Zimbabweans wake up to a disturbing new reality – Chipanga arrested


Zimbabweans awoke this morning to flurries of confused reports, leading some to ask, “Did I go to sleep and miss the revolution?”

Tanks and armoured vehicles were seen last night by our reporters and on social media, as they started to converge on the capital.

At least three explosions were heard in the early hours.

Today, reporters saw tanks blocking key roads in the capital, including the roads to parliament and the president’s office. The streets are quiet, with little traffic.

Most businesses, including the stock exchange and banks are operating, although services are restricted with areas of the capital cordoned off.

“I think the situation is calm enough for us to operate. So far there has been nothing untoward but we will, of course play it by the war,” an advertising manager with a city firm said.

Speaking on state television, which is now under the control of the army, Major General Sibusiso Moyo said that 93-year-old President Robert Mugabe was “safe and sound”, but denied this was a coup.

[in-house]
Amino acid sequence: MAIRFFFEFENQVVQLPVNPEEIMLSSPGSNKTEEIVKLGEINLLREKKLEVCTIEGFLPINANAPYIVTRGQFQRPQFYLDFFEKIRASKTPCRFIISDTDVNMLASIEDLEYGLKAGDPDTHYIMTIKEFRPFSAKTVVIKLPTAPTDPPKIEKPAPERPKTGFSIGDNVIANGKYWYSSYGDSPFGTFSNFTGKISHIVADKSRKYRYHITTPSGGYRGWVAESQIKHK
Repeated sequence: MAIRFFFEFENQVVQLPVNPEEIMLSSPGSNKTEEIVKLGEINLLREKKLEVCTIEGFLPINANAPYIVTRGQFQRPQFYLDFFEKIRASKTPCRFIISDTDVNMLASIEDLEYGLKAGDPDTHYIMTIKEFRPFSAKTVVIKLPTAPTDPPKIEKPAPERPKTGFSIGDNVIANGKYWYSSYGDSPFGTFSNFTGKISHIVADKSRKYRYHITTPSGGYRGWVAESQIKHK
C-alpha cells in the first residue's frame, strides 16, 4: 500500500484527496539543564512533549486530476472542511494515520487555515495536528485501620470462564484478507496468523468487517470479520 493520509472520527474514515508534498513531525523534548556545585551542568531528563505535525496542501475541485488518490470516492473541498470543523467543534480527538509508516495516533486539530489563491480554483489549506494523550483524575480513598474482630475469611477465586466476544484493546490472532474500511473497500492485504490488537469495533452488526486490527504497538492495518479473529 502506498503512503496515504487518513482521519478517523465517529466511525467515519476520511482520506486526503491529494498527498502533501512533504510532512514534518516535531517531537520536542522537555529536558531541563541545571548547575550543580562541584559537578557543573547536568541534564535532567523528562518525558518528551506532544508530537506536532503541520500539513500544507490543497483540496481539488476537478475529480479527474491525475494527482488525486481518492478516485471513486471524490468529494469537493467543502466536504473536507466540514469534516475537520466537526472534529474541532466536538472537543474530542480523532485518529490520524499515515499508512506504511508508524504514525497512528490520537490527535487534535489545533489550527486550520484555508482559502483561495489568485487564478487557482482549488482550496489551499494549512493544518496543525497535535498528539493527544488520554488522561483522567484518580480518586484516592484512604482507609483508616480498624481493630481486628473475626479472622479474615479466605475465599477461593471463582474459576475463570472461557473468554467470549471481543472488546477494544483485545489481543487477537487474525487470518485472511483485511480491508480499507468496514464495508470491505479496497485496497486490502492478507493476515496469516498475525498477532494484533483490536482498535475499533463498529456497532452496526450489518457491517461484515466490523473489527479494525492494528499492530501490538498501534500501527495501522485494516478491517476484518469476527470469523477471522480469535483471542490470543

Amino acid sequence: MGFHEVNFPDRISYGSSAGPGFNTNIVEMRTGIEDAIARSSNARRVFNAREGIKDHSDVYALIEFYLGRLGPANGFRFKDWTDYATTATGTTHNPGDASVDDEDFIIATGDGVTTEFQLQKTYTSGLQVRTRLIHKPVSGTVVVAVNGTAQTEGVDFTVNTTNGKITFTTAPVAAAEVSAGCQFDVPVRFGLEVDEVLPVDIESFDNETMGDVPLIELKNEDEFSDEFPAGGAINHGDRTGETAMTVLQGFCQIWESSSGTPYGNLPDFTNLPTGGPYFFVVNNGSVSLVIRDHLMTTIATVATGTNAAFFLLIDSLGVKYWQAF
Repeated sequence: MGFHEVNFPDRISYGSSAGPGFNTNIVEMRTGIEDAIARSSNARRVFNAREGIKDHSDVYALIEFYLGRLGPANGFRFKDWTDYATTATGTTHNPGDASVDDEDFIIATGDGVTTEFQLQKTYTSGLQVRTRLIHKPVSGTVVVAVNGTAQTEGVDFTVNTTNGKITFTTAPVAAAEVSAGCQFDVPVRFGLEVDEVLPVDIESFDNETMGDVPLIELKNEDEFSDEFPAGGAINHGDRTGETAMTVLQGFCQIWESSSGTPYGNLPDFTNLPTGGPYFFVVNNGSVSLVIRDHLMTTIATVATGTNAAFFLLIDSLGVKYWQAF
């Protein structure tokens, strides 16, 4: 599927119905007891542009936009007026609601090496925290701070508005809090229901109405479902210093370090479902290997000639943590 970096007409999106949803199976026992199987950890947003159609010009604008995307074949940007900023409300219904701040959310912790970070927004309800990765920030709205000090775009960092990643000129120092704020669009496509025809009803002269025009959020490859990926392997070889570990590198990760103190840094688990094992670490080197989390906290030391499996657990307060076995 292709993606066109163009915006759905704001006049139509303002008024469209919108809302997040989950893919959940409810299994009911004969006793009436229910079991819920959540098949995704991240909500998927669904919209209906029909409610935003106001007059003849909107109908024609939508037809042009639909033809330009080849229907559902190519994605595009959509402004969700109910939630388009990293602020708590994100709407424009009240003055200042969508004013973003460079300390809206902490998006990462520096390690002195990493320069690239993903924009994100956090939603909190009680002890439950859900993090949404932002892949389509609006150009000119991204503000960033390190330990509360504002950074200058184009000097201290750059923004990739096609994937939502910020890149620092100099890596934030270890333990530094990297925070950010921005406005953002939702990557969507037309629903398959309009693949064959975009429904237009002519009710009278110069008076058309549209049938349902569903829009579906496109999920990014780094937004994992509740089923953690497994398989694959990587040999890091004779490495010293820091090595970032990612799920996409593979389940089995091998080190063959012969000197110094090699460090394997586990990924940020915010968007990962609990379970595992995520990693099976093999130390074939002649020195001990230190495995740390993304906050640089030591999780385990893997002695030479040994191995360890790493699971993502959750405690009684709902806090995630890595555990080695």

“We are only targeting criminals around him who are committing crimes that are causing social and economic suffering in the country, in order to bring them to justice,” said Moyo, who was wearing combat fatigues during the broadcast on ZBC.

After decades in power, the whereabouts of Mugabe are currently unknown, despite assurances from the army that he is safe. Ruling party ZANU-PF denied reports of a coup on its Twitter feed, saying that former vice president Emmerson Mnangagwa was now in charge.

“There has been a decision to intervene because our constitution had been undermined, in the interim Comrade E Mnangagwa will be president of ZANU-PF as per the constitution of our revolutionary organisation.”

The Source cannot immediately verify who is running this Twitter account, although it states it is the official ZANU-PF party account.

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The Insider

The Insider is a political and business bulletin about Zimbabwe, edited by Charles Rukuni. Founded in 1990, it was a printed 12-page subscription only newsletter until 2003 when Zimbabwe's hyper-inflation made it impossible to continue printing.


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